JOURNAL ARTICLE

Prevalence of ESR1 Mutations in Cell-Free DNA and Outcomes in Metastatic Breast Cancer: A Secondary Analysis of the BOLERO-2 Clinical Trial

Sarat Chandarlapaty, David Chen, Wei He, Patricia Sung, Aliaksandra Samoila, Daoqi You, Trusha Bhatt, Parul Patel, Maurizio Voi, Michael Gnant, Gabriel Hortobagyi, José Baselga, Mary Ellen Moynahan
JAMA Oncology 2016 October 1, 2 (10): 1310-1315
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Importance: Estrogen receptor α (ESR1) mutations found in metastatic breast cancer (MBC) promote ligand-independent receptor activation and resistance to estrogen-deprivation therapy in laboratory models. The prevalence of these mutations and their potential impact on clinical outcomes has not been established.

Objective: To determine the prevalence of ESR1 mutations (Y537S and D538G) in estrogen receptor (ER)-positive MBC and determine whether mutation is associated with inferior outcomes.

Design, Setting, and Participants: From December 16, 2014, to August 26, 2015, we analyzed cell-free DNA (cfDNA) from baseline plasma samples from participants in the BOLERO-2 double-blind phase 3 study that randomized patients from 189 centers in 24 countries with MBC to exemestane plus placebo or exemestane plus everolimus. The study enrolled postmenopausal women with a diagnosis of MBC and prior exposure to an aromatase inhibitor. Baseline plasma samples were available from 541 of 724 patients (74.7%). We assessed the effect of mutation on overall survival of the population and the effect of mutation on progression-free survival (PFS) by treatment arm.

Interventions: Patients were randomized to treatment with exemestane (25 mg oral daily) together with everolimus (10 mg oral daily) or with placebo.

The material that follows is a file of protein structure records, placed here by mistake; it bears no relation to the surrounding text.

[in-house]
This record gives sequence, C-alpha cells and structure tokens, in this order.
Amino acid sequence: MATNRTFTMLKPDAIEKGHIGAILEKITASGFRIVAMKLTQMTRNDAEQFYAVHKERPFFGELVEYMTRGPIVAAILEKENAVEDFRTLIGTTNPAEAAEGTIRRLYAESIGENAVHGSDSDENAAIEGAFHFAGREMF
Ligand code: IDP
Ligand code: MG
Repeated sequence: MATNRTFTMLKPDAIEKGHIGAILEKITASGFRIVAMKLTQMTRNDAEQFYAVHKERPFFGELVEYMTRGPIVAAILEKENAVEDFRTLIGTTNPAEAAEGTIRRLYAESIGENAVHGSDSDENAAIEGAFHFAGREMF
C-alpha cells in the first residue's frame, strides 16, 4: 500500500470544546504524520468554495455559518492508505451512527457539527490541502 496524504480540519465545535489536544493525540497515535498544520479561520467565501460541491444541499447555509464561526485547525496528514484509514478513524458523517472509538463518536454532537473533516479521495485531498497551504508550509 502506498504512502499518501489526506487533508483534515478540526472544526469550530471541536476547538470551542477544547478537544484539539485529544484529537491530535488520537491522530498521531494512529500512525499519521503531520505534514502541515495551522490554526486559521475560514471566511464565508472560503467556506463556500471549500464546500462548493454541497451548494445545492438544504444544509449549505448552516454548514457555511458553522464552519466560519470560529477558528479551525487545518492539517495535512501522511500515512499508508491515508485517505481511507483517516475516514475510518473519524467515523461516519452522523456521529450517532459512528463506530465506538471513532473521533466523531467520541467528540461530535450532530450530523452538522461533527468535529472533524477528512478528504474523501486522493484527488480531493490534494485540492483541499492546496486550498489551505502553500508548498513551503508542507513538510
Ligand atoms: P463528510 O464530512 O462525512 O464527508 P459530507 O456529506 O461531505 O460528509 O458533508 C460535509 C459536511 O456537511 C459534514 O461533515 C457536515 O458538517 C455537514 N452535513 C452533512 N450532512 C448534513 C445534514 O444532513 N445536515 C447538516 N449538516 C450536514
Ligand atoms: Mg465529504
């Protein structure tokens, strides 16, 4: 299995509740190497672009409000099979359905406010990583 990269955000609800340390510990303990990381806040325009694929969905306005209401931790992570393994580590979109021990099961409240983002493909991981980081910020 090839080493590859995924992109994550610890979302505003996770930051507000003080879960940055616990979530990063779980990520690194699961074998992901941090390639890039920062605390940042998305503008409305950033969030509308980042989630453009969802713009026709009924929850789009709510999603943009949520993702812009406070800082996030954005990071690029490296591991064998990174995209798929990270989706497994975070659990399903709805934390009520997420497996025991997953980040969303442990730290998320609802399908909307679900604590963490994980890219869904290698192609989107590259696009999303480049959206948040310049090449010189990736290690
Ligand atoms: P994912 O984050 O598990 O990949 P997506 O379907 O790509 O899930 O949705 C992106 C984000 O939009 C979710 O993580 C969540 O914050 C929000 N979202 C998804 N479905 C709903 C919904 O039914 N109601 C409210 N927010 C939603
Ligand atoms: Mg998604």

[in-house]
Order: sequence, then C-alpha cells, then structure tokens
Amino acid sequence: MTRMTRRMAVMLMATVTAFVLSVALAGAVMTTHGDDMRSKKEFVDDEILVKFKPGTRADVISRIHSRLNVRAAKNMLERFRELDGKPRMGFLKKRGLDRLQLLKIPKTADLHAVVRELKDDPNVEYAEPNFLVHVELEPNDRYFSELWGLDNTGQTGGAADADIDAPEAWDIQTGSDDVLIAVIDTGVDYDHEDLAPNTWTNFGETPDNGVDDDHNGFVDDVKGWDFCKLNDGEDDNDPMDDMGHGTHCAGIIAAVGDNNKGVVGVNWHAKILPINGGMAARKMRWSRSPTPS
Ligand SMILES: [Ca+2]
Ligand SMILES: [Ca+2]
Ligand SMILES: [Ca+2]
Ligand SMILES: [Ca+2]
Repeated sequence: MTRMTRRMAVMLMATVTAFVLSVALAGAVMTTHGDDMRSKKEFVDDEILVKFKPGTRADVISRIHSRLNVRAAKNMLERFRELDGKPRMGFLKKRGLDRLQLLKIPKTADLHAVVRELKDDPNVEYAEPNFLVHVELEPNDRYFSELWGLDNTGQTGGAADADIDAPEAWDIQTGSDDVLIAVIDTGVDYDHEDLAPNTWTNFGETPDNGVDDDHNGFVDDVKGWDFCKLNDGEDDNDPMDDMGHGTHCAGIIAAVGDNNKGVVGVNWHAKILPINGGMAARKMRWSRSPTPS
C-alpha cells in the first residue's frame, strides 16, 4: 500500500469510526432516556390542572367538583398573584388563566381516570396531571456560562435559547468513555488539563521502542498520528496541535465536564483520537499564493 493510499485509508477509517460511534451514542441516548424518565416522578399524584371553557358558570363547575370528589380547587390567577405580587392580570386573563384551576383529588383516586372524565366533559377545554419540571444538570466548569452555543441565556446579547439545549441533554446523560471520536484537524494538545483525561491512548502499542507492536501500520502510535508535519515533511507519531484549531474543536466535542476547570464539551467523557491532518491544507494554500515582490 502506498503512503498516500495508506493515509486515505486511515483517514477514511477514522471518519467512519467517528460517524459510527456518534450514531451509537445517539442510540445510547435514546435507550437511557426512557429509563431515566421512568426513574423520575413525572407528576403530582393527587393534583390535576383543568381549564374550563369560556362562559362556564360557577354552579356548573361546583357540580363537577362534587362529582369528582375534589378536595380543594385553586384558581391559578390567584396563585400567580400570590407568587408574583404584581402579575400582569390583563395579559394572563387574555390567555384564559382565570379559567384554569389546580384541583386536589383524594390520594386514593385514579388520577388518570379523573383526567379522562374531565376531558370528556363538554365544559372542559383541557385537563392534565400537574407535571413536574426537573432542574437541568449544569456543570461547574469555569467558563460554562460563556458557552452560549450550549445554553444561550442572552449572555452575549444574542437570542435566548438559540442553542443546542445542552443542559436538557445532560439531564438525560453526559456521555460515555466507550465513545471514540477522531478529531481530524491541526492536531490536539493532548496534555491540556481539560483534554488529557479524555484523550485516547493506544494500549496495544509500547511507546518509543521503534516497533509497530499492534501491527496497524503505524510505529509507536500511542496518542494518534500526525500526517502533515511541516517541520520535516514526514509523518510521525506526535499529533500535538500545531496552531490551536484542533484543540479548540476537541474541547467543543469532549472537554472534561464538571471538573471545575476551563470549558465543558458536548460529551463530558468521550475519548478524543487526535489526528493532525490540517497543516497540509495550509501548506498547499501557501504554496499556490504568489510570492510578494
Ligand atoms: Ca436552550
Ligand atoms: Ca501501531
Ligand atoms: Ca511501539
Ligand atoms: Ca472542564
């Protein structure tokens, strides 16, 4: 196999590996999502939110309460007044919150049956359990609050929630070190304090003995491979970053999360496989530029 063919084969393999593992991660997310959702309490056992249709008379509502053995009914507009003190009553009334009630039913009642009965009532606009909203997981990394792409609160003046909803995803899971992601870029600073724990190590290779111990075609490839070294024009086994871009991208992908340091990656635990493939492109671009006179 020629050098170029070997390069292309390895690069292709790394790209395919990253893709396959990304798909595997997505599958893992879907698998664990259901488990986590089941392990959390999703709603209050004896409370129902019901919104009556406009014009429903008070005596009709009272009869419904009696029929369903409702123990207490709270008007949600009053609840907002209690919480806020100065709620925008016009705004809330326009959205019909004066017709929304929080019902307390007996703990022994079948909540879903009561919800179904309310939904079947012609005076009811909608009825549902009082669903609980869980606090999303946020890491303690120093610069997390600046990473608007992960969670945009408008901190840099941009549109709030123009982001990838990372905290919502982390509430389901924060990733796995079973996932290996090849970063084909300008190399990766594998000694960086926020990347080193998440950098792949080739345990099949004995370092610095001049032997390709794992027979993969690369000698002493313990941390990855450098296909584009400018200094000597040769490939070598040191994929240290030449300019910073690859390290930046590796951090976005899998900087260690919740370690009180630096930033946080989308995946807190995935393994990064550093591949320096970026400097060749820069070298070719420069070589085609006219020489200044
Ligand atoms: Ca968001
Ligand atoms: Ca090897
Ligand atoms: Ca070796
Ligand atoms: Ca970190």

Main Outcomes and Measures: The 2 most frequent mutations in ESR1 (Y537S and D538G) were analyzed from cfDNA using droplet digital polymerase chain reaction and samples scored as wild-type, D538G, Y537S, or double mutant. Cox-proportional hazards model was used to assess PFS in patient subgroups defined by mutations, and the effect of each mutation on overall survival.

Results: Of 541 evaluable patients, 156 (28.8%) had ESR1 mutation D538G (21.1%) and/or Y537S (13.3%), and 30 had both. These mutations were associated with shorter overall survival (wild-type, 32.1 months [95% CI, 28.09-36.40 months]; D538G, 25.99 months [95% CI, 19.19-32.36 months]; Y537S, 19.98 months [13.01-29.31 months]; both mutations, 15.15 months [95% CI, 10.87-27.43 months]). The D538G group (hazard ratio, 0.34 [95% CI, 0.02-0.57]) derived a similar PFS benefit as wild type from addition of everolimus to exemestane.

Conclusions and Relevance: ESR1 mutations are prevalent in ER-positive aromatase inhibitor-treated MBC. Both Y537S and D538G mutations are associated with more aggressive disease biology.

Trial Registration: clinicaltrials.gov Identifier: NCT00863655.

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